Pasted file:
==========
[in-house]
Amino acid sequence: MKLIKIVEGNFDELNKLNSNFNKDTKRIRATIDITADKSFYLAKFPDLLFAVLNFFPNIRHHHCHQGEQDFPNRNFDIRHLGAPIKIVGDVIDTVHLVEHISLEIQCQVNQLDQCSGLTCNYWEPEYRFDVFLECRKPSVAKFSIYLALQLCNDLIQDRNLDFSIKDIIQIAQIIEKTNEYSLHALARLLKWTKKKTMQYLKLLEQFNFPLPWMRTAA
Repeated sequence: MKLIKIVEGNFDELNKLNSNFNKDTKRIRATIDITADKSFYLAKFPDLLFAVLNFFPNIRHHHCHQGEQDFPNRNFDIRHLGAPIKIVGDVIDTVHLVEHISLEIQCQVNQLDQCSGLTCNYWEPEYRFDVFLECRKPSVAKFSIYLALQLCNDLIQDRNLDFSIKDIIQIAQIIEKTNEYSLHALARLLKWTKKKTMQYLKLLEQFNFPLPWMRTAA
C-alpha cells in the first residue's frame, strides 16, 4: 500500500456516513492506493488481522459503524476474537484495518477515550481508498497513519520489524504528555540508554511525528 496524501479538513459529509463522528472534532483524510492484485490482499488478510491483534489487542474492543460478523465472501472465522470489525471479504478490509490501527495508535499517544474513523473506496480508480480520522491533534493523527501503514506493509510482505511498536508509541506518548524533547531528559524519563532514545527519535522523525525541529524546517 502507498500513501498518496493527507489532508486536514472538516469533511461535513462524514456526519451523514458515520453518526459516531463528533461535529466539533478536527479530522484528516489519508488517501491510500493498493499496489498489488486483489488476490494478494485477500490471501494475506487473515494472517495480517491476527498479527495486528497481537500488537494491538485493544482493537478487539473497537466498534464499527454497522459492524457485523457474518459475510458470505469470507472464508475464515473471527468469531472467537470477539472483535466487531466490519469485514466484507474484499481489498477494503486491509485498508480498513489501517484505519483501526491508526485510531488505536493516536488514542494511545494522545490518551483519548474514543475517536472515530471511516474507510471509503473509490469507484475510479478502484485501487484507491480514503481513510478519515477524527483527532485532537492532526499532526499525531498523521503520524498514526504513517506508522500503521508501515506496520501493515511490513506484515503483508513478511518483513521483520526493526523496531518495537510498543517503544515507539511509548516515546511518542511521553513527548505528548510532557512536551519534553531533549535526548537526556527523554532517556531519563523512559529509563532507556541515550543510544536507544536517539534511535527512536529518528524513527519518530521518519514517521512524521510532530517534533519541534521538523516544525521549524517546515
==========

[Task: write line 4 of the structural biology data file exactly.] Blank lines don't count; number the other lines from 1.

C-alpha cells in the first residue's frame, strides 16, 4: 500500500456516513492506493488481522459503524476474537484495518477515550481508498497513519520489524504528555540508554511525528 496524501479538513459529509463522528472534532483524510492484485490482499488478510491483534489487542474492543460478523465472501472465522470489525471479504478490509490501527495508535499517544474513523473506496480508480480520522491533534493523527501503514506493509510482505511498536508509541506518548524533547531528559524519563532514545527519535522523525525541529524546517 502507498500513501498518496493527507489532508486536514472538516469533511461535513462524514456526519451523514458515520453518526459516531463528533461535529466539533478536527479530522484528516489519508488517501491510500493498493499496489498489488486483489488476490494478494485477500490471501494475506487473515494472517495480517491476527498479527495486528497481537500488537494491538485493544482493537478487539473497537466498534464499527454497522459492524457485523457474518459475510458470505469470507472464508475464515473471527468469531472467537470477539472483535466487531466490519469485514466484507474484499481489498477494503486491509485498508480498513489501517484505519483501526491508526485510531488505536493516536488514542494511545494522545490518551483519548474514543475517536472515530471511516474507510471509503473509490469507484475510479478502484485501487484507491480514503481513510478519515477524527483527532485532537492532526499532526499525531498523521503520524498514526504513517506508522500503521508501515506496520501493515511490513506484515503483508513478511518483513521483520526493526523496531518495537510498543517503544515507539511509548516515546511518542511521553513527548505528548510532557512536551519534553531533549535526548537526556527523554532517556531519563523512559529509563532507556541515550543510544536507544536517539534511535527512536529518528524513527519518530521518519514517521512524521510532530517534533519541534521538523516544525521549524517546515